Thursday, March 15, 2012

We are teachers all the time . . .

How powerful are models? Very powerful. The folks at Crucial Skills provide a great example: They sent a researcher to cut in a long line at the movie theater in front of another research associate who was pretending to wait in line. The research associate politely said, "I'm sorry, perhaps you're unaware. We've been standing in line for half an hour." The line cutter apologized and moved to the end of the line.

How did this modeling change others' behavior?

"We then waited a few minutes and cut in front of the person who was standing just behind our research associate who spoke up. Would the subjects take their cue from the person who said something? . . . 85 percent of the observers said the exact same thing when one of our colleagues cut in front of them.

Demonstrating a simple, polite, and apparently effective script provided observers with the motive to step up to a problem they normally would have avoided. Individuals who would normally have said nothing, once exposed to a positive example now spoke their minds."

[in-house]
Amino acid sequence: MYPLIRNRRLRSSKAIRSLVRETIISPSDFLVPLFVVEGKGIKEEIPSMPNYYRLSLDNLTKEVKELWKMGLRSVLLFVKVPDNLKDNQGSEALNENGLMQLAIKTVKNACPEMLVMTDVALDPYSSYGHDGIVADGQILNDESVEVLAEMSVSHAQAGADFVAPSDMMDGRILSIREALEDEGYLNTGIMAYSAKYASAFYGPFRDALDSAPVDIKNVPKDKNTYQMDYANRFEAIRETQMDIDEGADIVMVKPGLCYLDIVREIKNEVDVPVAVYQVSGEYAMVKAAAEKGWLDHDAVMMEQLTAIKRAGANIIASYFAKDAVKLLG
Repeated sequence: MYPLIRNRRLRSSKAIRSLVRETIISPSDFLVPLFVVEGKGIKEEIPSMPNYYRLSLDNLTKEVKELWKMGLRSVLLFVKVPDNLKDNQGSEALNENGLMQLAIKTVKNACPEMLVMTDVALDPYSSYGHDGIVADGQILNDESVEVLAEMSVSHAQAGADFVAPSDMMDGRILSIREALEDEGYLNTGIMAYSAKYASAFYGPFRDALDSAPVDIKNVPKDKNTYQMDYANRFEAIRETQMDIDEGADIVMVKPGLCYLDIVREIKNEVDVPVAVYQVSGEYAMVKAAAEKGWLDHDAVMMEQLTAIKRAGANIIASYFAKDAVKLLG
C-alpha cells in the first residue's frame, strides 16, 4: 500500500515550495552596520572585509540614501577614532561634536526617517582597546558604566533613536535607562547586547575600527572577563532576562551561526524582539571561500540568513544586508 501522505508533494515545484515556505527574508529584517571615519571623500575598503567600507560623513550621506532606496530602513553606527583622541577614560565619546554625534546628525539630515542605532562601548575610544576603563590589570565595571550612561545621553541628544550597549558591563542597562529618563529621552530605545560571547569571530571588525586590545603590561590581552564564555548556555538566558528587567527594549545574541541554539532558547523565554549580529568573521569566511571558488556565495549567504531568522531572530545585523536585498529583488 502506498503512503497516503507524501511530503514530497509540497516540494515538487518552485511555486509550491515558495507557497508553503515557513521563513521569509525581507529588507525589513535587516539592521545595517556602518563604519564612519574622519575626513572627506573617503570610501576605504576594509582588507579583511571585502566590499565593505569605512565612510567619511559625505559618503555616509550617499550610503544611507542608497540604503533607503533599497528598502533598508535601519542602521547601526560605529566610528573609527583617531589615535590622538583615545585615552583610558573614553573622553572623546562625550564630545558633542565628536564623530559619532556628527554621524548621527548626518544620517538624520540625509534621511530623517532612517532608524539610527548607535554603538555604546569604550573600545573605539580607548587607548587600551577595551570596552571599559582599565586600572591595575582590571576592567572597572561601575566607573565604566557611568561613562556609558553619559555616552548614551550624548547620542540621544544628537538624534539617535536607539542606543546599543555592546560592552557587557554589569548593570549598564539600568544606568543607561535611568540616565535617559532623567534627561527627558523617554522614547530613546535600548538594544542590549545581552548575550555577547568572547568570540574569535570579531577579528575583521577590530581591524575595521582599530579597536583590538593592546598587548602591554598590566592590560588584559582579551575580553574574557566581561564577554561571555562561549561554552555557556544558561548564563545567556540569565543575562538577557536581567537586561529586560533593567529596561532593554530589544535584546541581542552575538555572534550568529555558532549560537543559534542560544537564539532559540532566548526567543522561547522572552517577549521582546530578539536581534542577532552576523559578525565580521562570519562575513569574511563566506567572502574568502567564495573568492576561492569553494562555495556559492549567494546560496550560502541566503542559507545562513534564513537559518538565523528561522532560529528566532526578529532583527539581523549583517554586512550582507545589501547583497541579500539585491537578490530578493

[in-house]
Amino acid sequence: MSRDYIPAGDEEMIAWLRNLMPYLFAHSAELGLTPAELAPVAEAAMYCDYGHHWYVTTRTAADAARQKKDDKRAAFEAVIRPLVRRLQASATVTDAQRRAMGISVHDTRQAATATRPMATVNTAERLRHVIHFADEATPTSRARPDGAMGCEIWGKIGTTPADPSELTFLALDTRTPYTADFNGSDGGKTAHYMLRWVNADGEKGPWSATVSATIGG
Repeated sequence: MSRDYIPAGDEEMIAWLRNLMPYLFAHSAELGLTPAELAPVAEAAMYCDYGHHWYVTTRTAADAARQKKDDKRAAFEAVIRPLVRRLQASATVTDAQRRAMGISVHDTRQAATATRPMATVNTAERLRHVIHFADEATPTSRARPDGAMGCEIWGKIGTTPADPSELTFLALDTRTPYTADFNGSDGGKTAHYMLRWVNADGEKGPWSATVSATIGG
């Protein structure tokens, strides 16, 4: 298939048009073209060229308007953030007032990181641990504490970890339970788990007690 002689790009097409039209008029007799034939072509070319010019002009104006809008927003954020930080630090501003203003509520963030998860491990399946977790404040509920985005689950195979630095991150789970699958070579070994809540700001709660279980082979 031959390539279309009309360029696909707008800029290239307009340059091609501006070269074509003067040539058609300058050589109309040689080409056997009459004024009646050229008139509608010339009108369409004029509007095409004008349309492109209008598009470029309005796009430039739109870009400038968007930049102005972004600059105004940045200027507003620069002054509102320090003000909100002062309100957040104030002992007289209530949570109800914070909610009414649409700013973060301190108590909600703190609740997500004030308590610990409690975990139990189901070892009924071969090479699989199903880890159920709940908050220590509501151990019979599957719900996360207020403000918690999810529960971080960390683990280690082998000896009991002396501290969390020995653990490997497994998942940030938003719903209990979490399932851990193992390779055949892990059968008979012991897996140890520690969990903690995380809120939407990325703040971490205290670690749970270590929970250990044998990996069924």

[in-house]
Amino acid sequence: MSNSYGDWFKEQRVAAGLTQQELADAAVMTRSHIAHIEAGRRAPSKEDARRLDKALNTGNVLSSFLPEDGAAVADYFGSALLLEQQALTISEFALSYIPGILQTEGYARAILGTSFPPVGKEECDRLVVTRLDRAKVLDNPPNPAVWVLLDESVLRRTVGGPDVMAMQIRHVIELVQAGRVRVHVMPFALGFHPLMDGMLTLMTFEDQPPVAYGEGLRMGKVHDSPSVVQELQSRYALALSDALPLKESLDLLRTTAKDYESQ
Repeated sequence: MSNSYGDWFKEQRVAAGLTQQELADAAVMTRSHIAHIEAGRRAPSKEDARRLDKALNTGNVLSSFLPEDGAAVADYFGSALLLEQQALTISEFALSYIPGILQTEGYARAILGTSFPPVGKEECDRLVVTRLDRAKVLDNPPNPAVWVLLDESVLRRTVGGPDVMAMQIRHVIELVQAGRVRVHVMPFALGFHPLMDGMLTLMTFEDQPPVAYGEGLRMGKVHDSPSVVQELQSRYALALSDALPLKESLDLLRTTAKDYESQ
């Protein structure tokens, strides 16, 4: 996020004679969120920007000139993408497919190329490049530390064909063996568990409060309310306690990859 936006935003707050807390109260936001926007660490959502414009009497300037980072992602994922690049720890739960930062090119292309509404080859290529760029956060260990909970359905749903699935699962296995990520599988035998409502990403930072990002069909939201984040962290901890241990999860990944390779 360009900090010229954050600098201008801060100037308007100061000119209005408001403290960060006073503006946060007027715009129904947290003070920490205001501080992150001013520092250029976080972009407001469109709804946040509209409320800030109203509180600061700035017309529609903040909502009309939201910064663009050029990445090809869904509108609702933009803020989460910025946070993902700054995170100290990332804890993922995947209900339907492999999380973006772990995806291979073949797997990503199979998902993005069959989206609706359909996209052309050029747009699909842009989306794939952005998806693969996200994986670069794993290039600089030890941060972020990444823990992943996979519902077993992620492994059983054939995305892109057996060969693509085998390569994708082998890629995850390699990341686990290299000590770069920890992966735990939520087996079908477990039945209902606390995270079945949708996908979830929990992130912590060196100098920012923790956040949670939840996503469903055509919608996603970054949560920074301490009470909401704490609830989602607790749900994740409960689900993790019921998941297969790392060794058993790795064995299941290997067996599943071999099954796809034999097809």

When someone speaks over others in a meeting at work (the equivalent of cutting the line), speak up! Respectfully and calmly say, "I'd like to hear the rest of So 'n So's comments and then hear yours. Would you please let her finish?" You will find that most everyone in the room not only appreciates it, but are willing to step in the next time.

How about you? Have you ever seen people take important actions to help a group overcome an individual's misbehavior? Has that action led to others' actions that support the group's working together?

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